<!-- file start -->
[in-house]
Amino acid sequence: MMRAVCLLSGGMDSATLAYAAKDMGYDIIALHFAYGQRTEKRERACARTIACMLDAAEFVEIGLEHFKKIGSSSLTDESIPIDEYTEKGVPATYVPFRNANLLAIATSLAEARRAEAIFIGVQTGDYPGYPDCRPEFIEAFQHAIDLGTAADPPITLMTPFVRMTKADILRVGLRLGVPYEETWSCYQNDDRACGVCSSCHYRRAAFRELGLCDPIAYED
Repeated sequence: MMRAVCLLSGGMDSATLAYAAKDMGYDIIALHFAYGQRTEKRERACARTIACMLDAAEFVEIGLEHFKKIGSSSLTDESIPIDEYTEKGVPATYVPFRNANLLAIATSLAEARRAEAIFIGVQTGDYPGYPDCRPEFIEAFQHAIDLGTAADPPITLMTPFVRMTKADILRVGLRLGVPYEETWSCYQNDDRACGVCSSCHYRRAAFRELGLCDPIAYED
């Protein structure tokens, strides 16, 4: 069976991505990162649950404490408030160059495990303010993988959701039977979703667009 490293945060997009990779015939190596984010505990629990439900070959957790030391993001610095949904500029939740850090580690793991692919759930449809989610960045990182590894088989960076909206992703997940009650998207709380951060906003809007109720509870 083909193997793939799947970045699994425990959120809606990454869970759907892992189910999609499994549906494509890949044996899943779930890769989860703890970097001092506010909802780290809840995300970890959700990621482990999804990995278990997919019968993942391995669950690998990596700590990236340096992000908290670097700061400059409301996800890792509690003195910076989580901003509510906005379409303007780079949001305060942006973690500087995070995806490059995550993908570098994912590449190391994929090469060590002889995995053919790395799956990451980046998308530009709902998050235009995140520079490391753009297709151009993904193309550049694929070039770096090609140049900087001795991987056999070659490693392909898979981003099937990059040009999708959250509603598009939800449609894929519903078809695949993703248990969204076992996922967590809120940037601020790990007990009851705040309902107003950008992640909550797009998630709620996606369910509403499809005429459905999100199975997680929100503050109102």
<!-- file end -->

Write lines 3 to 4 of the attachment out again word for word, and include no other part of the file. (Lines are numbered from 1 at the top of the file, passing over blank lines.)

Repeated sequence: MMRAVCLLSGGMDSATLAYAAKDMGYDIIALHFAYGQRTEKRERACARTIACMLDAAEFVEIGLEHFKKIGSSSLTDESIPIDEYTEKGVPATYVPFRNANLLAIATSLAEARRAEAIFIGVQTGDYPGYPDCRPEFIEAFQHAIDLGTAADPPITLMTPFVRMTKADILRVGLRLGVPYEETWSCYQNDDRACGVCSSCHYRRAAFRELGLCDPIAYED
């Protein structure tokens, strides 16, 4: 069976991505990162649950404490408030160059495990303010993988959701039977979703667009 490293945060997009990779015939190596984010505990629990439900070959957790030391993001610095949904500029939740850090580690793991692919759930449809989610960045990182590894088989960076909206992703997940009650998207709380951060906003809007109720509870 083909193997793939799947970045699994425990959120809606990454869970759907892992189910999609499994549906494509890949044996899943779930890769989860703890970097001092506010909802780290809840995300970890959700990621482990999804990995278990997919019968993942391995669950690998990596700590990236340096992000908290670097700061400059409301996800890792509690003195910076989580901003509510906005379409303007780079949001305060942006973690500087995070995806490059995550993908570098994912590449190391994929090469060590002889995995053919790395799956990451980046998308530009709902998050235009995140520079490391753009297709151009993904193309550049694929070039770096090609140049900087001795991987056999070659490693392909898979981003099937990059040009999708959250509603598009939800449609894929519903078809695949993703248990969204076992996922967590809120940037601020790990007990009851705040309902107003950008992640909550797009998630709620996606369910509403499809005429459905999100199975997680929100503050109102």